Last night, the Bushes appeared on "Larry King Live" (for some bizare reason the transcript is named "Amber Frey Testifies: Day 2"). After some nice words about Nancy Reagan, King asked a series of questions about anger and lack of civility on the campaign trail. Toward the end of this section, Bush made the following statement.
But I just don't see it. When I travel the country, and I've been traveling a lot, there are thousands of people who come out and wave, and they are -- you know, they respect the presidency. Sometimes they like the president, but I have this -- I don't have a sense that there's a lot of anger.
He doesn't believe there is anger in current politics because, when he's on the road,he only sees happy people who love their president. What are we to make of this? Is he really that isolated? Does his staff do such a good job leveraging law enforcement agencies to hide protestors and make sure he only sees supporters that he actually believes that's all there is? Does he really not know that there are people out there who disagree with him? This should a terrifying prospect for anyone, on either side of the political divide, that sincerly cares about this country.
Immediately after that scary admission, he returned to the routinely annoying.
KING: In view of that, do you think that it's fair, for the record, John Kerry's service record, to be an issue at all? I know that Senator McCain...
G. BUSH: You know, I think it is an issue, because he views it as honorable service, and so do I. I mean...
KING: Oh, so it is. But, I mean, Senator McCain has asked to be condemned, the attack on his service. What do you say to that?
G. BUSH: Well, I say they ought to get rid of all those 527s, independent expenditures that have flooded the airwaves.
There have been millions of dollars spent up until this point in time. I signed a law that I thought would get rid of those, and I called on the senator to -- let's just get anybody who feels like they got to run to not do so.
KING: Do you condemn the statements made about his...
G. BUSH: Well, I haven't seen the ad, but what I do condemn is these unregulated, soft-money expenditures by very wealthy people, and they've said some bad things about me. I guess they're saying bad things about him. And what I think we ought to do is not have them on the air. I think there ought to be full disclosure. The campaign funding law I signed I thought was going to get rid of that. But evidently the Federal Election Commission had a different view.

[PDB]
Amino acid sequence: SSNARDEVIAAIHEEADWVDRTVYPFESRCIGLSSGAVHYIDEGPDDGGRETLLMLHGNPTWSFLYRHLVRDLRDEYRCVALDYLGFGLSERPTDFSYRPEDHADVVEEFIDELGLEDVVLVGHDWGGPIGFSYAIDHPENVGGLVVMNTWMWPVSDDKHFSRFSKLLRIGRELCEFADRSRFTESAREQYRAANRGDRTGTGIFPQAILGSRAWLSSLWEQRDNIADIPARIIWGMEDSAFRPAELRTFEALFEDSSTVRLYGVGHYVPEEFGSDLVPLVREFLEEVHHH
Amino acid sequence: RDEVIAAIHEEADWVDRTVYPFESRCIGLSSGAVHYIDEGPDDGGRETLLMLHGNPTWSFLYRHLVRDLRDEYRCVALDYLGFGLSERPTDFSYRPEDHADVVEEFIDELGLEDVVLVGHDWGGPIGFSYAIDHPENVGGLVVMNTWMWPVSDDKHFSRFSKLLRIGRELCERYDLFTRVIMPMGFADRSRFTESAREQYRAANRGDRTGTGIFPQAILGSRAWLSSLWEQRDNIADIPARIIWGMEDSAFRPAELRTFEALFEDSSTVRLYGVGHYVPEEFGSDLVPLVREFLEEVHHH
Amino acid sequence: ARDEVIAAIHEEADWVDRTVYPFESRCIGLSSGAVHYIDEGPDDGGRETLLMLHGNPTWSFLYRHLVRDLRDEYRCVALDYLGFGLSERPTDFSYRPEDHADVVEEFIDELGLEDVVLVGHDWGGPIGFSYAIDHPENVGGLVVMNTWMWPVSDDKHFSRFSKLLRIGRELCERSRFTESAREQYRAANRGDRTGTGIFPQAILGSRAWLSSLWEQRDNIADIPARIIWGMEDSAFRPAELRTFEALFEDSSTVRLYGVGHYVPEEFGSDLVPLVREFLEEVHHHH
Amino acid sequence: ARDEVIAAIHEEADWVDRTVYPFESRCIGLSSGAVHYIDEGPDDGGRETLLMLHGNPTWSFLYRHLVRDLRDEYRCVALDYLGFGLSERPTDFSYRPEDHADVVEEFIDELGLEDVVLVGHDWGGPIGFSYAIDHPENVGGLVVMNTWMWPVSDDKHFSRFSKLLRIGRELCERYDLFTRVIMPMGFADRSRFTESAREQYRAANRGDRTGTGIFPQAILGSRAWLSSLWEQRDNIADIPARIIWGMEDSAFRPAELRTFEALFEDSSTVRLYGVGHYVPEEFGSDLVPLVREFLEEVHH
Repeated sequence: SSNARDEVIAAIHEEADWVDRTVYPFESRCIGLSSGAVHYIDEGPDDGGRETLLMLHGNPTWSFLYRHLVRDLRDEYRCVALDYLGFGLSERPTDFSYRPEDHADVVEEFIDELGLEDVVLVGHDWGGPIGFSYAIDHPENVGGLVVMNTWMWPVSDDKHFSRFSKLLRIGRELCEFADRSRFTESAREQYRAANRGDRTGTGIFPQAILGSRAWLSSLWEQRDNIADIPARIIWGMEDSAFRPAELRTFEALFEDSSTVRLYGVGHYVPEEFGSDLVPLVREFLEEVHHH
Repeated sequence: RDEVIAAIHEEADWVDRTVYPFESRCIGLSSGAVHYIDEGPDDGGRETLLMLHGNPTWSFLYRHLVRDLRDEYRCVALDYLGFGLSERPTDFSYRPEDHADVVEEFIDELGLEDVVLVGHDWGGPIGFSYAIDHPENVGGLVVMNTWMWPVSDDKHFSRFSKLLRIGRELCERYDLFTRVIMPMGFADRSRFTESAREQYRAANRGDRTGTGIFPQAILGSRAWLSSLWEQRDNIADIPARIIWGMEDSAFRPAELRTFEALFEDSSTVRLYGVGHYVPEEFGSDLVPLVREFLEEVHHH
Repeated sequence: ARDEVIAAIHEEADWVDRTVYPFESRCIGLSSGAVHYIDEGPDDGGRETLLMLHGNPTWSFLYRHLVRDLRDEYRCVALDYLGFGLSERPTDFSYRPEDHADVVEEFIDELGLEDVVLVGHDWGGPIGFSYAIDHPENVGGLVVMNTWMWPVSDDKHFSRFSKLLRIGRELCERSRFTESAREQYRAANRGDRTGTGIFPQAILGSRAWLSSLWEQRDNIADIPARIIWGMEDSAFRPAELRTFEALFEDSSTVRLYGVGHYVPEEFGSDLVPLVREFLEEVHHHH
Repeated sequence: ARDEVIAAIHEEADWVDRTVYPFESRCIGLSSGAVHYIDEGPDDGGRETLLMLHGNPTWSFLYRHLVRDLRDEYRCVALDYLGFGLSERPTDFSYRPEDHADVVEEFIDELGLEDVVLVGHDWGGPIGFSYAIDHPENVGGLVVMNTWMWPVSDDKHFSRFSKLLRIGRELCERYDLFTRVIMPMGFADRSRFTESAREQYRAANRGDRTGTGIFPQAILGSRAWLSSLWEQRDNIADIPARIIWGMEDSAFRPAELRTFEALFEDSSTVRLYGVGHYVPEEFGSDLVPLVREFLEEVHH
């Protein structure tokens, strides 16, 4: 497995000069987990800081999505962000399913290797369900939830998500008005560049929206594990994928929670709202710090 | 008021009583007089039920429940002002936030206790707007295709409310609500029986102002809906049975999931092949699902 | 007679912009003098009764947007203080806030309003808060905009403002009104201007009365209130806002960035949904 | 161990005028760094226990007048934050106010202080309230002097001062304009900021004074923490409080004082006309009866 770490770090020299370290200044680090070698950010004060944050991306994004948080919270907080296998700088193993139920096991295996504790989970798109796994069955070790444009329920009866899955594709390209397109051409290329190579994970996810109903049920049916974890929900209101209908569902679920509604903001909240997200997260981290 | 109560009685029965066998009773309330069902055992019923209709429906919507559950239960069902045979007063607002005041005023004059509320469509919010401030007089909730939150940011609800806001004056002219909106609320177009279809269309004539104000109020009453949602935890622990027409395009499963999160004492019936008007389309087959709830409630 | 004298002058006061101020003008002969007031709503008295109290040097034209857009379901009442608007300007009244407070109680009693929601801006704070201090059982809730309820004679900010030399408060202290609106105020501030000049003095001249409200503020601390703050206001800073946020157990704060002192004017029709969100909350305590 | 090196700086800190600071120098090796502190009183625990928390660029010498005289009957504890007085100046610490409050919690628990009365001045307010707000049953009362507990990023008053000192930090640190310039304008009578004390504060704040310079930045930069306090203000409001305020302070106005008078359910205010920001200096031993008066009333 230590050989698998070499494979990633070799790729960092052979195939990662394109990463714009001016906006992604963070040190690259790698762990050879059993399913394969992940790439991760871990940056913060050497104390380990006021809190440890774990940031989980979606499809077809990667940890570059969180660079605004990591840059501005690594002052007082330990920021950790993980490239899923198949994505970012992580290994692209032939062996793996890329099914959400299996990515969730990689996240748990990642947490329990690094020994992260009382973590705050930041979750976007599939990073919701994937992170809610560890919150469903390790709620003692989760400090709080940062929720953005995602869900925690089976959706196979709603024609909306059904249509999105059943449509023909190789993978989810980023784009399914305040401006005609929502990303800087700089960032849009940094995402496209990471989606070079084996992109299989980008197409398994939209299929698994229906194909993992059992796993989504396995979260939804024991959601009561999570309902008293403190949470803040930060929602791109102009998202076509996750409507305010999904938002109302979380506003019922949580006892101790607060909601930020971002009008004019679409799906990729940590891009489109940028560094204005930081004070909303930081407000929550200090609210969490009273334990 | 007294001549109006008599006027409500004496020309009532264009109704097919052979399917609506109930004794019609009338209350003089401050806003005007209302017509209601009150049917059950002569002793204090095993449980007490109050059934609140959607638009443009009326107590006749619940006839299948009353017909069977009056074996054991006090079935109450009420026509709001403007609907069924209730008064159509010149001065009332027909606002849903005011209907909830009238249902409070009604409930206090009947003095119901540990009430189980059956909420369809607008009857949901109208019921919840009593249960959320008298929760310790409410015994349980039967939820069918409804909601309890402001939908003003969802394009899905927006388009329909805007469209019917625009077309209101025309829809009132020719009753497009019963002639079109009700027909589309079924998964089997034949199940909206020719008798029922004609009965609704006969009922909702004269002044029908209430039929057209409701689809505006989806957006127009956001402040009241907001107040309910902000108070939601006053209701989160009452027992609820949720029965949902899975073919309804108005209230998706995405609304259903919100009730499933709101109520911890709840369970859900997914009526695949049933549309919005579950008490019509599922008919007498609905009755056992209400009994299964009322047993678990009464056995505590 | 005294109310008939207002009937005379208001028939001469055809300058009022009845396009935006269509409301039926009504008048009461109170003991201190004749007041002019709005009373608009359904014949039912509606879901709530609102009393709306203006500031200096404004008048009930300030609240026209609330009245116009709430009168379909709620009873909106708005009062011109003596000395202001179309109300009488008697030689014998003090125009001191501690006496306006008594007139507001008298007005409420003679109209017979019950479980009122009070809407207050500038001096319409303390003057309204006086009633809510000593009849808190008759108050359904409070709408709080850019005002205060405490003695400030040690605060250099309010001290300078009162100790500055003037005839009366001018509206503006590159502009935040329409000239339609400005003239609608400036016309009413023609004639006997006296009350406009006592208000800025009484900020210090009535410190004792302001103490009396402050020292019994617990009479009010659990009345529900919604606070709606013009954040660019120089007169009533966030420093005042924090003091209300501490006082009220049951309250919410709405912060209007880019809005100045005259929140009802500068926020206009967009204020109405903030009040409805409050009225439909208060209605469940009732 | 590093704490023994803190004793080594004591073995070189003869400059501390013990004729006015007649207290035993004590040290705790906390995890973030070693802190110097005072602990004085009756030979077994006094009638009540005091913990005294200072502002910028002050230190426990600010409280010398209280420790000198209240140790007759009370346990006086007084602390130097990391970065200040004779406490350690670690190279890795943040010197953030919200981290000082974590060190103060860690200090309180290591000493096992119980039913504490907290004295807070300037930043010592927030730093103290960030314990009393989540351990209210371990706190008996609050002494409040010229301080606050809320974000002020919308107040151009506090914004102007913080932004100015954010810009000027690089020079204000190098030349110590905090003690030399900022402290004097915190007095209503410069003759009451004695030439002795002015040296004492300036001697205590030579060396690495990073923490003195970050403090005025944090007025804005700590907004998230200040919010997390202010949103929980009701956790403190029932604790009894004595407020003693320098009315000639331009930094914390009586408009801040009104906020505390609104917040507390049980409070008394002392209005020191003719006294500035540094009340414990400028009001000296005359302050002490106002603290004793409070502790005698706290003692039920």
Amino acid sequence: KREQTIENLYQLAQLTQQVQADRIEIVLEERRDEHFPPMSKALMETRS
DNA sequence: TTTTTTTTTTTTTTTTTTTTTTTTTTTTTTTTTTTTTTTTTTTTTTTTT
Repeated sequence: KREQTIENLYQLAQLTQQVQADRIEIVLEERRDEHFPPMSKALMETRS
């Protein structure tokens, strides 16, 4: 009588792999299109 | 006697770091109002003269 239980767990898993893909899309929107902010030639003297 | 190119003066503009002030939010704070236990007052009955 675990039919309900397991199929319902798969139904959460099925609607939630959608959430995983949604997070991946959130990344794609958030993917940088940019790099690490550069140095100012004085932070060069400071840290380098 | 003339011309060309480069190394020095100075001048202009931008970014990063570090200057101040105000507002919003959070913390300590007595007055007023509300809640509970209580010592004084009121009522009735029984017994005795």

Here two the famous straight talker's least attractive features are on display: His pettiness and his self-absorbtion. The latter is obvious; when asked about a dirty deed inflicted on an opponent, his response is, "they've said some bad things about me."
The pettiness is more subtle and embedded in the whole exchange. If this kind of ad is wrong--and he implies that they are by including them in a category that he thinks should be banned--he should do the right thing and condemn them. McCain had no trouble doing that, but Bush can't. Bush needs to extract payment before he'll do a good deed. Kerry must help him ban all 527s before he will condemn this one especially low example of independent campaign advocacy.
This more than knee-jerk pettiness; it's calculated and planned. If he sees them, or reads a trancript, or in anyway educates himself on the issue, he'll know how bad they are and, arguably, be obliged to take a stand. Bush has had a week to see the ads, but he has not. Larry King doesn't ask him why not. Bush is able to maintain deniabilty, "I haven't seen them; I don't know that they're really that bad." By remaining ignorant he can continue to milk the situation for advantage (and let the ads run). Calculated pettiness crosses the line into meanness.
We can do better than this for a president.